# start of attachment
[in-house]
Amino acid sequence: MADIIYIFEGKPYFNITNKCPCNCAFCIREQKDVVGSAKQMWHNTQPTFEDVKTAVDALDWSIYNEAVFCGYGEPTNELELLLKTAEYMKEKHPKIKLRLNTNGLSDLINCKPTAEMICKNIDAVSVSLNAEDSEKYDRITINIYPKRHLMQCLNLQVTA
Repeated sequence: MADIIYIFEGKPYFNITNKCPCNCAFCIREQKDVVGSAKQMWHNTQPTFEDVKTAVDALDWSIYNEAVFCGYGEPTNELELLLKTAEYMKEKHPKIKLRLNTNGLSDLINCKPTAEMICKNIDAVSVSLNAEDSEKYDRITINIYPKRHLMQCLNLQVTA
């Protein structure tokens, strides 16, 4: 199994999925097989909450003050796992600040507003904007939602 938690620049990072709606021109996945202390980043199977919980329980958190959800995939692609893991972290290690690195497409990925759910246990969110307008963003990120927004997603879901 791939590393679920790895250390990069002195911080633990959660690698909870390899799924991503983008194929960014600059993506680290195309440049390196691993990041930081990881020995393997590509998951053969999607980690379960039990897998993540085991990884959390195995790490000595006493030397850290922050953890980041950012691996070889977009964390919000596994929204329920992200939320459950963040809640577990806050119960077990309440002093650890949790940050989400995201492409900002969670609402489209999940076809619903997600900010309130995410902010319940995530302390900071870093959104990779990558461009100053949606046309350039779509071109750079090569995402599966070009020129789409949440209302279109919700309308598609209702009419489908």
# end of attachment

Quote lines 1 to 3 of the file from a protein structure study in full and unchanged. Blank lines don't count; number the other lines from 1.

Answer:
[in-house]
Amino acid sequence: MADIIYIFEGKPYFNITNKCPCNCAFCIREQKDVVGSAKQMWHNTQPTFEDVKTAVDALDWSIYNEAVFCGYGEPTNELELLLKTAEYMKEKHPKIKLRLNTNGLSDLINCKPTAEMICKNIDAVSVSLNAEDSEKYDRITINIYPKRHLMQCLNLQVTA
Repeated sequence: MADIIYIFEGKPYFNITNKCPCNCAFCIREQKDVVGSAKQMWHNTQPTFEDVKTAVDALDWSIYNEAVFCGYGEPTNELELLLKTAEYMKEKHPKIKLRLNTNGLSDLINCKPTAEMICKNIDAVSVSLNAEDSEKYDRITINIYPKRHLMQCLNLQVTA